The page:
Was This the Start of Snark?

Jack Hanson on the lasting legacy of Vidal vs. Buckley

HERE'S THE STORY, pick your tone: Movies killed the music hall, TV killed the movies, the radio hobbled along beside them both. The internet has now smashed them all, while books are the perennial victim of media progress. How many times have you heard that one? 

William F. Buckley Jr. Courtesy of WikiMedia Commons.

William F. Buckley Jr. Courtesy of WikiMedia Commons.

But once the upheaval of novelty subsides, these forms can coexist (with the exception of music halls, although in cities and ‘cultural centers’ they get their occasional resurgences). What does seem hard to argue with is the prevailing impression that the discourse these media once carried has suffered an extraordinary decline. Golden age thinking is always to be avoided, but the excesses of Fox News, et al. on the right and the P.C. police on the left do begin to elicit thoughts (not to say whimpers) of “Was it always like this?”   

The recent documentary The Best of Enemies answers that question with a hearty, “No.” What’s more, the firing of the starting-gun was caught on camera, with the fiery on-screen relationship between Gore Vidal and William F. Buckley, Jr. That story (the origin story, you might say) has a struggling network, ABC, eschewing the traditional airing of bell-to-bell political convention coverage for the more stimulating, engaging fare of dialogue between two eminent critics. What ABC did not factor into the equation was that sincere personal animosity between the two would drive the conversation. A well-armed Vidal would eventually goad his opponent into providing an obscene insult, a very bad moment which the usually restrained Buckley carried with him, the film shows, for the rest of his life. 

And though it probably hurt him to see, the culture has carried it with him, often with less guilt than glee. Buckley himself returned to his manners (well...) and for several decades hosted Firing Line, the best—and most polite—political talk show in television history. Vidal, on the other hand, continued his career via a long chain of spats, from Truman Capote, to Norman Mailer, to a near-finale (granted, not one started by him) with Christopher Hitchens. He managed to write a couple dozen books and hundreds of essays in the meantime, some of which are extraordinary. But his snark is largely what continues to fascinate and, for many, inspire imitation. 

Gore Vidal. Courtesy of WikiMedia Commons.

Gore Vidal. Courtesy of WikiMedia Commons.

And imitate many continue to do, with greater convenience and often much greater spite. A frequent target is Jonathan Franzen, American novelist and bête-noire of the Twittersphere. He’s often referred to as controversial, but this is only because he has not yet learned that internet gossipers desperate for a feud anxiously await the slightest excuse to strike (that, or he’s comfortable taking the heat in exchange for book sales). Most recently, Franzen made the mistake of thinking out loud in an interview (it could have even been that extinct linguistic practice, a joke). A good example of the manufactured outrage that followed is writer Jennifer Weiner’s series of tweets. How any of her “points” are elevated to the status of a refutation is beyond me. They seem rather like a straight-forward attempt to make a splash (perhaps with a hope to cash in on the Franzenfreude, a term she coined—fair enough, I suppose). But this is only a single example, cited for convenience. In trashing a fellow writer for what is at worst a faux-pas, Weiner has done nothing out of the norm.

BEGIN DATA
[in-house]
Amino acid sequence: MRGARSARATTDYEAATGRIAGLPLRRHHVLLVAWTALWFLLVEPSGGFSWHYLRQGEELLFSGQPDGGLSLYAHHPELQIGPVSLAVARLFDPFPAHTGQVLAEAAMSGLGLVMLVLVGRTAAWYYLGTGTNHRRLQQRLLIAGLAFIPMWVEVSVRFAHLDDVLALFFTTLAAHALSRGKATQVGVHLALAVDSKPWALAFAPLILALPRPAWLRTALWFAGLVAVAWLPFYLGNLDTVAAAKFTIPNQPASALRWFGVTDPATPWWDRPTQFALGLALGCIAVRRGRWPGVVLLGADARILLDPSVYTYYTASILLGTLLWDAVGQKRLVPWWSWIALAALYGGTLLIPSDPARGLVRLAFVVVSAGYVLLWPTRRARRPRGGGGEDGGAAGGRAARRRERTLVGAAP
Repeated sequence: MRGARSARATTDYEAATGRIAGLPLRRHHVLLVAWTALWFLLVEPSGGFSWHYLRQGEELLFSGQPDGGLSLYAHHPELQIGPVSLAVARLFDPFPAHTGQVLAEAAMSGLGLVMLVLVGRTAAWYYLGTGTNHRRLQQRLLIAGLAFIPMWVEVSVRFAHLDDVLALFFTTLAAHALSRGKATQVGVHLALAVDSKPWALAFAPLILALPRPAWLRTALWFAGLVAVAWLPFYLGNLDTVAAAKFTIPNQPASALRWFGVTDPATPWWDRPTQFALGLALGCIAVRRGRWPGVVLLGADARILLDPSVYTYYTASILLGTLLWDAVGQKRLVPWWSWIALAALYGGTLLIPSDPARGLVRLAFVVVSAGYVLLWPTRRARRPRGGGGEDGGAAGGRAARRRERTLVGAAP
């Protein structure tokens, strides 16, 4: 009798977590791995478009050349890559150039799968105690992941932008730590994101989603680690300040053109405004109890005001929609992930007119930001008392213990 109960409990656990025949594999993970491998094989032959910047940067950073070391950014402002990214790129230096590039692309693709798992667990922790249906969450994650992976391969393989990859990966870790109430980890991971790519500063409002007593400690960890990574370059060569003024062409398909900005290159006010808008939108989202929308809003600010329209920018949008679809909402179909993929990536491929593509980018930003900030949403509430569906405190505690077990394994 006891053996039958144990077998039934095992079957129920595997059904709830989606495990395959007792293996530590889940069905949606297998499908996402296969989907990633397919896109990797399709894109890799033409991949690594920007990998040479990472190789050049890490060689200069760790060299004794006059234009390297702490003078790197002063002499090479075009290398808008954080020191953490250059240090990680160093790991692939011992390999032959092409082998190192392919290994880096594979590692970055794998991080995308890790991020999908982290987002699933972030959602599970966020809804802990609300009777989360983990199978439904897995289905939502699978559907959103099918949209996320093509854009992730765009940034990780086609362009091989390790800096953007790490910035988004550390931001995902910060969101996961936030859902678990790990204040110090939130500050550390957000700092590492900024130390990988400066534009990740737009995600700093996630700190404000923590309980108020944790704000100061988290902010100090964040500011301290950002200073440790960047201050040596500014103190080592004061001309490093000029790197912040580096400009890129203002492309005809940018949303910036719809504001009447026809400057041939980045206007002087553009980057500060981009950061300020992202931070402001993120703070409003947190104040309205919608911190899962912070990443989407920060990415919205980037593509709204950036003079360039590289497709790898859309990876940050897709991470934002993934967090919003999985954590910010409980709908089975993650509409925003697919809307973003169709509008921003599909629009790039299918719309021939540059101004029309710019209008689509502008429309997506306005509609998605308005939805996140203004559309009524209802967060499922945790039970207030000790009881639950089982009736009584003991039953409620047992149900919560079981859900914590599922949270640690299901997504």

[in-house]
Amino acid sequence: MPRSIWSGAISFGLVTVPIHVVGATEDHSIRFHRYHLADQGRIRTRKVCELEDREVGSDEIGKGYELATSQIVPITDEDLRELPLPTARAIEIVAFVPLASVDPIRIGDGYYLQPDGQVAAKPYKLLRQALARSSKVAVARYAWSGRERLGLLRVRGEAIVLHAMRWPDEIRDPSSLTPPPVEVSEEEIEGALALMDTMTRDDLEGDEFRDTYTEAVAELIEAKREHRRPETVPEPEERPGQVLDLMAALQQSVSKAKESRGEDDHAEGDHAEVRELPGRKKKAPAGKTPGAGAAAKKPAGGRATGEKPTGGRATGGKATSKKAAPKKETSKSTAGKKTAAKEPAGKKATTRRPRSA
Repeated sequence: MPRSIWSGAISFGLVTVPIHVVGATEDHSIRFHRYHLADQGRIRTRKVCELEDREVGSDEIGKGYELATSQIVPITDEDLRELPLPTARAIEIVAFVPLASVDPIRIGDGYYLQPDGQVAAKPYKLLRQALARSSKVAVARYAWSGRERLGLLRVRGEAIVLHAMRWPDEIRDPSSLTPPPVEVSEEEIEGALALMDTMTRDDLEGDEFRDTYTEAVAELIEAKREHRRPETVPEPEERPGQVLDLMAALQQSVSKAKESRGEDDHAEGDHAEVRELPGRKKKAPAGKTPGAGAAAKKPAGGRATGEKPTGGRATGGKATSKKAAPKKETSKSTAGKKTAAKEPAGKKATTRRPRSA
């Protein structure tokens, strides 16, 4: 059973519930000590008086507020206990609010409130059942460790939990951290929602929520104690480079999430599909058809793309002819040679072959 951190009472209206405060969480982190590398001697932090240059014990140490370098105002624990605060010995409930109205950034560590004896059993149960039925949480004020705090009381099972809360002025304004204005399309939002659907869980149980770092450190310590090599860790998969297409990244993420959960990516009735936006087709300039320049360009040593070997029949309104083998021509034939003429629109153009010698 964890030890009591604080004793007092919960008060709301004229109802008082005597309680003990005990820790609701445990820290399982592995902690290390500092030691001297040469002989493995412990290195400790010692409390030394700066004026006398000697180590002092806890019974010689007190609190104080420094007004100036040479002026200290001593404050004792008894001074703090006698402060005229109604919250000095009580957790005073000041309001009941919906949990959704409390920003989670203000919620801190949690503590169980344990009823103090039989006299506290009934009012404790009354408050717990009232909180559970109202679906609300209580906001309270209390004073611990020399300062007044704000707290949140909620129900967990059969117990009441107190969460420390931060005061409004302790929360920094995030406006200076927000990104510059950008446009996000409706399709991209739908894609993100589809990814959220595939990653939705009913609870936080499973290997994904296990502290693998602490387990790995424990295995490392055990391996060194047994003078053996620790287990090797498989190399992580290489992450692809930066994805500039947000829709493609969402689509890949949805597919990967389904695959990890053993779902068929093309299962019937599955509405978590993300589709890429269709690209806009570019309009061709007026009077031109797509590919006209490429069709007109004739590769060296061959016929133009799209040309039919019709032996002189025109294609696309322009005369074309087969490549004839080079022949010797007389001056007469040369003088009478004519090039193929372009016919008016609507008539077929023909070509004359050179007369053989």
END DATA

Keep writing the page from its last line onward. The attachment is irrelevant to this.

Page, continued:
Look, it’s not all bad. The literary world continues on as it always has, with pissing matches interrupted by serious reviews and, occasionally, a landmark work of art. Sometimes the two even mix, in no less a work than Aristophanes’ The Clouds, in which the playwright lambasts Socrates as a charlatan and a purveyor of cheap tricks. But that was a comedy, which employed vulgarity for the exchange of ideas. The trouble now is that the snark and the spite are no longer traded exclusively at parties or over the dinner table, but often become the main fodder for even the higher-brow of journals. It’s easy to understand: who could deny the clicks or, in days past, the ratings? And with every advance of technology, it gets easier and easier. All that’s lost is thought.


JACK HANSON is a contributing editor for Partisan.

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